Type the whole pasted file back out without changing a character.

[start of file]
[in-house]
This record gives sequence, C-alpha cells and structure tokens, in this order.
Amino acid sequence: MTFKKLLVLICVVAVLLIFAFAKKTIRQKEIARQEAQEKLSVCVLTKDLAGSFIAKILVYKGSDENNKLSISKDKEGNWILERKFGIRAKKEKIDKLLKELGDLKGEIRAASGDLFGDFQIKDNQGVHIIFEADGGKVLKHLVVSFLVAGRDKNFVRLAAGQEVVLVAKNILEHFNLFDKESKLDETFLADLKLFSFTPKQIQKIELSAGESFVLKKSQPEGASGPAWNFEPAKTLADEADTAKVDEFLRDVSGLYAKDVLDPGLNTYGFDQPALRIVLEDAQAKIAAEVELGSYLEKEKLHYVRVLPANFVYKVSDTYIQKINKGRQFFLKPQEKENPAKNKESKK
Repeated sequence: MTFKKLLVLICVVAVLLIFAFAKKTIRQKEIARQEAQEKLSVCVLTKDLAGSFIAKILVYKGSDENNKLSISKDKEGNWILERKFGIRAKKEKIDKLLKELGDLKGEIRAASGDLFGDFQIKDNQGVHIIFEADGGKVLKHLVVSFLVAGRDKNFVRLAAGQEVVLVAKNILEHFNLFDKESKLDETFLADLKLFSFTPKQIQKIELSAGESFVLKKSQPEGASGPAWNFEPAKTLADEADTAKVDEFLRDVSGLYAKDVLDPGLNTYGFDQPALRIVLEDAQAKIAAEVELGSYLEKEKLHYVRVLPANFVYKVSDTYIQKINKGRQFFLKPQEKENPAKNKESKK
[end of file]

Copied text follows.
[in-house]
This record gives sequence, C-alpha cells and structure tokens, in this order.
Amino acid sequence: MTFKKLLVLICVVAVLLIFAFAKKTIRQKEIARQEAQEKLSVCVLTKDLAGSFIAKILVYKGSDENNKLSISKDKEGNWILERKFGIRAKKEKIDKLLKELGDLKGEIRAASGDLFGDFQIKDNQGVHIIFEADGGKVLKHLVVSFLVAGRDKNFVRLAAGQEVVLVAKNILEHFNLFDKESKLDETFLADLKLFSFTPKQIQKIELSAGESFVLKKSQPEGASGPAWNFEPAKTLADEADTAKVDEFLRDVSGLYAKDVLDPGLNTYGFDQPALRIVLEDAQAKIAAEVELGSYLEKEKLHYVRVLPANFVYKVSDTYIQKINKGRQFFLKPQEKENPAKNKESKK
Repeated sequence: MTFKKLLVLICVVAVLLIFAFAKKTIRQKEIARQEAQEKLSVCVLTKDLAGSFIAKILVYKGSDENNKLSISKDKEGNWILERKFGIRAKKEKIDKLLKELGDLKGEIRAASGDLFGDFQIKDNQGVHIIFEADGGKVLKHLVVSFLVAGRDKNFVRLAAGQEVVLVAKNILEHFNLFDKESKLDETFLADLKLFSFTPKQIQKIELSAGESFVLKKSQPEGASGPAWNFEPAKTLADEADTAKVDEFLRDVSGLYAKDVLDPGLNTYGFDQPALRIVLEDAQAKIAAEVELGSYLEKEKLHYVRVLPANFVYKVSDTYIQKINKGRQFFLKPQEKENPAKNKESKK